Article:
BBC Children in Need awards Funding to Wrexham’s Nightingale House Hospice

BBC Children in Need has awarded grant money to Wrexham’s Nightingale House Hospice through the Nightingale House Hospice charity’s Main Grants Programme.

The new funding will enable the project to provide services to young people in the area and means that the charity now has more than £863,000 invested locally.

This is the first funding allocation of the year, with additional funding to be allocated to projects across the UK throughout 2019.

Nightingale House Hospice will use the three-year grant of £120,000 to deliver services and support for bereaved children and young people. Through the program of dedicated support the project aims to ensure the children and young people to feel supported in their grief whilst increasing their emotional well being for the future.

Grants and Trusts Fundraiser at Nightingale House Hospice, Christine Dukes said, “The Release Bereavement project will support young people at two very difficult times in their lives – pre-bereavement and post-bereavement. Support will come in the form of one-to-one sessions, a telephone help line and group sessions as they become more comfortable with the service and the surroundings, thus enabling them to benefit from being with other young people facing similar issues.”

Dukes further said, “In addition, our arts and crafts and music therapy programmes will offer another way for the young people to come to terms with their loss. Our early experience with this form of therapy has shown remarkable results in the way children interact and develop coping and life strategies. Memory books, storytelling and art therapy all play their part in supporting the young person to manage their grief, and feel supported in it. A big thank you to everyone at BBC Children in Need.”

National Head of Wales at BBC Children in Need said, Jemma Wray said, “It is always so rewarding to be able to put the public’s donations to work across Wales. I’m delighted that we are able to offer funding to such impactful projects to support children and young people, and am very much looking forward to seeing the difference this funding makes to young lives.”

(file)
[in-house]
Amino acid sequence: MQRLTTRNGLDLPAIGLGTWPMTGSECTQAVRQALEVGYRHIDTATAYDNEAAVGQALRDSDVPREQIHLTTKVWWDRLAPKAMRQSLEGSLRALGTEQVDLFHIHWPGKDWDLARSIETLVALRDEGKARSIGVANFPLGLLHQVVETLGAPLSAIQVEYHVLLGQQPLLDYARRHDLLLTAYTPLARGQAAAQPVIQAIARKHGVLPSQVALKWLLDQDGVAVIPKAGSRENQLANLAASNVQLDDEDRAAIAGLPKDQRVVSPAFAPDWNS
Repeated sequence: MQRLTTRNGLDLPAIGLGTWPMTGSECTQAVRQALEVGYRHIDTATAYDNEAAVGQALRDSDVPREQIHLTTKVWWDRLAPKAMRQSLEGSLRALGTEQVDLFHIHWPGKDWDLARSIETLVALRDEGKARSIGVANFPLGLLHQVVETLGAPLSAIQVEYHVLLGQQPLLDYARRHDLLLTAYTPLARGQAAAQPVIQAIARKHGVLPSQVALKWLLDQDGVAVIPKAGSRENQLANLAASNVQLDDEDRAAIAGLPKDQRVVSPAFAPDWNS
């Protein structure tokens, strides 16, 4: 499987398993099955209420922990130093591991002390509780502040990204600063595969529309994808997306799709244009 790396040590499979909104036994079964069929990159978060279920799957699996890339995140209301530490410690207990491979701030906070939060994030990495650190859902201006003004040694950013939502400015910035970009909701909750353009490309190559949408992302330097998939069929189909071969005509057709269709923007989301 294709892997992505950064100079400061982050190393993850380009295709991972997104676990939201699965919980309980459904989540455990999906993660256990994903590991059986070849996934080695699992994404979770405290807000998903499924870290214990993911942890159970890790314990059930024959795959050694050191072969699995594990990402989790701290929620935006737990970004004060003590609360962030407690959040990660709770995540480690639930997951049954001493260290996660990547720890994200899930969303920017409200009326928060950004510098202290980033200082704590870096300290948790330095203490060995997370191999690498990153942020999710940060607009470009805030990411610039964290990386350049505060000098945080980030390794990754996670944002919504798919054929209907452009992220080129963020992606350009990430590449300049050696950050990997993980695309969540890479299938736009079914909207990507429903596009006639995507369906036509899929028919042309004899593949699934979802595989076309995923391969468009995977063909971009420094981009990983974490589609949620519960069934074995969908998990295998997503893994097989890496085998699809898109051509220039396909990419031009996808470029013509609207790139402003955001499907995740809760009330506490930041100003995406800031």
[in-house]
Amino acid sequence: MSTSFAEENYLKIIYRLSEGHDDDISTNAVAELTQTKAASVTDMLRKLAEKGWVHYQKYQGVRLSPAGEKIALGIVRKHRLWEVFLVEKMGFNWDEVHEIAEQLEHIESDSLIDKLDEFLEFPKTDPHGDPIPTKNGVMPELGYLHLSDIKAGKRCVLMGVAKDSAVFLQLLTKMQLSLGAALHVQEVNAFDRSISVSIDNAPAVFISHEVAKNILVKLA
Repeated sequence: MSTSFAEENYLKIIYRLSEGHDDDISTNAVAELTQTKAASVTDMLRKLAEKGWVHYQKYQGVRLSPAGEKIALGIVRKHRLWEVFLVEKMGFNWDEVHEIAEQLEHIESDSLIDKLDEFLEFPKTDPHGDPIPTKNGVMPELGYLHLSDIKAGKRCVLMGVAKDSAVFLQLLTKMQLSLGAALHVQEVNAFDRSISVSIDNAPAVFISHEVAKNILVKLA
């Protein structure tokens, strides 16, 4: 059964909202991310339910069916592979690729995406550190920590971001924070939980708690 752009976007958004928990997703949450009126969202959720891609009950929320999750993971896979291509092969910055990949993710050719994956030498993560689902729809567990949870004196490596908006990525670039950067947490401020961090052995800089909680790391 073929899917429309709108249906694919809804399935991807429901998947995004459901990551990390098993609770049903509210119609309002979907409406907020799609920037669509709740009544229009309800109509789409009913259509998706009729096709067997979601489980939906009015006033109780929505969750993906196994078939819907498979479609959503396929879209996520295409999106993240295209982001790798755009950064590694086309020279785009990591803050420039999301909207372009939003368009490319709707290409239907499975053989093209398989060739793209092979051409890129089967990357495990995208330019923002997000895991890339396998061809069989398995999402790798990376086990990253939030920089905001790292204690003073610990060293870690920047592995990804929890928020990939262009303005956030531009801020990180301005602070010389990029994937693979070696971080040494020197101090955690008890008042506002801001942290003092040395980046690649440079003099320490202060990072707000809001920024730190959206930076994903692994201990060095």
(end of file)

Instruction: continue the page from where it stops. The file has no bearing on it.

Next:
Wray also said, “As a grant maker, we are always looking to meet new, impactful projects and so we are calling on organisations working with disadvantaged children and young people in the area to get in touch to discuss project proposals which will go on to make a difference to young lives.”

BBC Children in Need’s Chief Executive, Simon Antrobus added, “As always, thanks must go to our generous supporters and fundraisers – we are only able to make these much needed awards because of them. Each project will go on to make a positive impact on the lives of disadvantaged children and young people in communities across the UK who really do need our help, so thank you for making these grants possible.”

BBC Children in Need is currently funding 11 projects to a value of £863,000 million. BBC Children in Need awards grants at six points during the year and funds two types of grants, both of which are open to new or existing applicants.

A Main Grants Programme is for grants over £10,000 per year to support projects for up to three years. Meanwhile, our Small Grants Programme supports projects for up to three years, and includes grants up to and including £10,000 per year. Both of these programs are currently open to applications.

BBC Children in Need relies on the generosity and creativity of the thousands of supporters and fundraisers who raise millions of pounds for the charity every year. To date the UK public has raised more than £1 billion for children and young people facing disadvantage across the UK.

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